On the morning of August 27, 2011, Hurricane Irene blew through Newport News with high winds and rain. The Mariners’ Museum Park fared quite well with only 40 trees down, compared to 3,000 downed trees from Hurricane Isabel in 2003. However, once the storm had passed and the damage assessed, we discovered that the oldest known tree in the Park was one of the 40. A 355-year-old white oak tree in Williams Field. To say that Park staff was devastated is an understatement!
Luckily, the story doesn’t stop there! Upon closer inspection, we discovered a hidden history beyond its impressive age! There was concrete running through a majority of the tree, stabilized with what appeared to be handmade nails. Who put it there? How long ago was it put in? WHY was it put in? It was obvious that it had been there for a while. And we assumed that an injury of some sort had occurred to the tree and it was “fixed” with concrete. But for years, that’s all we had.
Fast forward to 2018, I was preparing for a presentation on the history of the Park. In my office, was a random stack of correspondence from the 1930s about the Park from our institutional archives. The last letter in the stack was from December 27, 1933. Our Museum Forester, George C. Mason, was informing executives of clean-up efforts.
Tree surgery work was also started on the large white oak back of the old Williams house site, by cleaning out a long narrow cavity resulting from a lightning strike, this will also be filled.
THIS WAS THE TREE! Mason had filled it! So we now had proof of the damage, the lightning strike, and the repair to fix it. Then, I wondered, what happened in 1933? In other sections of the same letter, Mason details that he had to repair or fix other trees in the Park as well. It so happens that 1933 was a pretty active hurricane season. Two hurricanes passed through Newport News in less than a month. The first was in late August, the 1933 Chesapeake-Potomac hurricane, and the second was in mid-September, the 1933 Outer Banks hurricane. Hurricanes will not have names until about 20 years later until then, names consist of the year they occurred and their landfall location. Both caused high winds, substantial flooding, and large damage costs.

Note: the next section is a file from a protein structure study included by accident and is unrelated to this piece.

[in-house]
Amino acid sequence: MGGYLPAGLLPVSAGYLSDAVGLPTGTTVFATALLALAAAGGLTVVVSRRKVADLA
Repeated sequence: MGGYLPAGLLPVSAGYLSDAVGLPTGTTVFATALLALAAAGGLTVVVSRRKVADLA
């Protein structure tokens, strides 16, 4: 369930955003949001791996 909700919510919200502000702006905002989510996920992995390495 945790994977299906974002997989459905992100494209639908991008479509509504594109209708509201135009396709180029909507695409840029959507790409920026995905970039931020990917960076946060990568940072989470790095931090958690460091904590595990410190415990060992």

Filling a wounded tree with concrete was standard practice in the 1930s. As you can see in the image below, arborists learned this was the correct procedure for saving a tree. This is from a 1918 guide entitled, A Shade Tree Guide, and developed by the New Jersey Department of Conservation and Development. Within the section Injuries, instructions are as follows:
If the cavity cannot be drained, if it is unsightly, or if the tree needs support, a concrete filling may be placed…so that moisture will drain from it…set with nails or wires to hold the concrete in place.
At the time, arborists thought filling openings in trees with concrete would protect them from further damage and make them stronger. Anything is sturdier with a rod of concrete in it, right? Over time, however, arborists learned that concrete is not ideal for sealing a wound in a tree. Trees sway with the wind, but with a column of concrete in the middle, they aren’t able to do so. Therefore, they are more susceptible to breaking and injury. Also, concrete holds in moisture making the tree rot on the inside. Overall, this is pretty damaging to a tree.
Our beloved white oak lived for another 78 years after undergoing tree surgery! That’s an amazing feat. Think of all the things that tree saw in its 355 years of life. Today, that mighty white oak is returning back to the Earth. But, who knows, another one could grow in its place! Do you have an interesting story about a tree in The Mariners’ Museum Park or your neighborhood?